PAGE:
calling forth faithful response to love’s drum.

Copyright ©2018 by Andrew King

For a poem on the Gospel lesson for this Sunday,
may I suggest “With Painful Groans

Poem For The Sunday Lectionary (Pentecost +25, Yr B)

CHOICES OF GOD
(Ruth 3: 1-5, 4:13-17)

“But God chose what is foolish in the world to shame the wise;
God chose what is weak in the world to shame the strong” 1 Cor. 1:27

How foolish of you, God, to choose
these weak ones, these widows,

these powerless in their poverty,
these vulnerable, so needy,

migrants seeking refuge,
landless, needing shelter,
hungry and hurting for food.

What use can the weak ever possibly be
to your hope for an earth made new,
your will for a world transformed?

What use can they be, so often ignored
by the rich, abused by the strong?

But we see these seemingly
insignificant women
become agents of your power in the world,

agents of history, progenitors of change,
contributors to our hoped-for salvation.

How foolish your choices
may seem to us, Holy One.
Yet how wise and how mighty
in the end.

Copyright ©2018 by Andrew King

Poem For The Sunday Lectionary (Reign Of Christ)

SONG FOR THE CRUCIFIED KING
(Luke 23: 33-43)

The king has no castle, just a piece of a tree,
and there’s a crooked sign hanging for the world to see,
and his friends have all left him,
like the light of this day.
It’s a strange kind of kingdom
if it’s going to be ruled in this way.

There is justice denied, and the Christ betrayed.
There was a new world coming but I guess it’s been delayed,
and the dreams that we held,
looks like they’re slipping away.
It’s a strange kind of kingdom
if it’s going to be ruled in this way.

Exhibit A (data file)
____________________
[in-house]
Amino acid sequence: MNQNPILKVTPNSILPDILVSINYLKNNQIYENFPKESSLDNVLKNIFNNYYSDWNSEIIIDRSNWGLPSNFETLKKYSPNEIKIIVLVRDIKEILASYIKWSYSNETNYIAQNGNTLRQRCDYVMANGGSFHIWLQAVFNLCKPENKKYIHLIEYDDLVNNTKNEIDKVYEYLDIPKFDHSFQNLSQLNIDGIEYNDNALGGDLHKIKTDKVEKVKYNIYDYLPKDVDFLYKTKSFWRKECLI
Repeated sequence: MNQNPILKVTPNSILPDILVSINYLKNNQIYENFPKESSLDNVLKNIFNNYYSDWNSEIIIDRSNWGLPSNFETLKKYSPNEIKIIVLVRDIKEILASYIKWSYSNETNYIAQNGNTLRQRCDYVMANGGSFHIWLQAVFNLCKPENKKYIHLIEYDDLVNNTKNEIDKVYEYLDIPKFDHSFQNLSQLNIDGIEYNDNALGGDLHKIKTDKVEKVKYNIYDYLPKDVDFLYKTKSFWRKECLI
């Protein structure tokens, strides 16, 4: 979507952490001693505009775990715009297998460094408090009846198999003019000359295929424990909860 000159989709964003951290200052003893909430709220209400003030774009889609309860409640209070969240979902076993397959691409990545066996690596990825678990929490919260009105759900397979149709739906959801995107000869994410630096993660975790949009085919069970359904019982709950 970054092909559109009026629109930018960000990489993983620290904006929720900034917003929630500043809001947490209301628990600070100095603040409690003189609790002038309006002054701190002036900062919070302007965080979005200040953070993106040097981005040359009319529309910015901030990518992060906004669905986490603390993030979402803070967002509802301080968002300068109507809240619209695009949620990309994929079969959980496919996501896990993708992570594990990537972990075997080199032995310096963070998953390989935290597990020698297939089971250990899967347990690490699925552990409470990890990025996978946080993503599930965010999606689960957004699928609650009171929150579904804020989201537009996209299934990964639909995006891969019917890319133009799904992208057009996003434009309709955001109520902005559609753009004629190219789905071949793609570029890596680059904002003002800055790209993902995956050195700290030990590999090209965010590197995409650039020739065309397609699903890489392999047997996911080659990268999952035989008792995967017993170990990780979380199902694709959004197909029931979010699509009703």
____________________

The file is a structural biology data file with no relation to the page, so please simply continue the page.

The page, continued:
He came preaching mercy, and healing he gave.
He saved the lives of others, now he too will know the grave;
yet his words are love,
as if it’s here to stay.
It’s a strange kind of kingdom
if it’s going to be ruled in this way.

The warplanes are screaming, the children are lost;
The planet is heating, and at what kind of cost;
and the hungry are hurting
while they kneel to pray.
But God’s strange kind of kingdom
shows the world there’s a different way.

It’s darkness when cruelty and greed show their face.
It’s darkness when our hatreds crucify God’s grace,
but the love of the Lord
brings to light a new day.
It’s a strange kind of kingdom
and it’s going to be ruled in this way.

Copyright ©2016 by Andrew King

Poem For The Sunday Lectionary (Pentecost +25, Yr C)

ON DEATH AND RESURRECTION
(Luke 20: 27-38)

How shall we ask for explanation, for precision
when it is mystery opening into mystery
horizon opening to horizon
when it is silence dancing with shadow
a field holding secrets like snow

Shall we ask the river water of the sea to which it flows
the resting seed of the perfumed petal’s curl
shall we ask the whitened wood of the green leaf of springtime
the moonlit cloud of morning’s rising sun

Can understanding grasp that transcendent transformation
the clay of us breaking into blossom
the wings of us waking to the sky

What we have is the answer that Abraham heard
when he gave up trying to number the stars
what we have is the answer that Moses received
when he bowed before the bush that burned

And the answer will surface from a place deep within us
from the heart where hoping dwells in every beat
and the God of the living whose arms reach to hold us
speaks the answer, is the answer, and will be.

Copyright ©2016 by Andrew King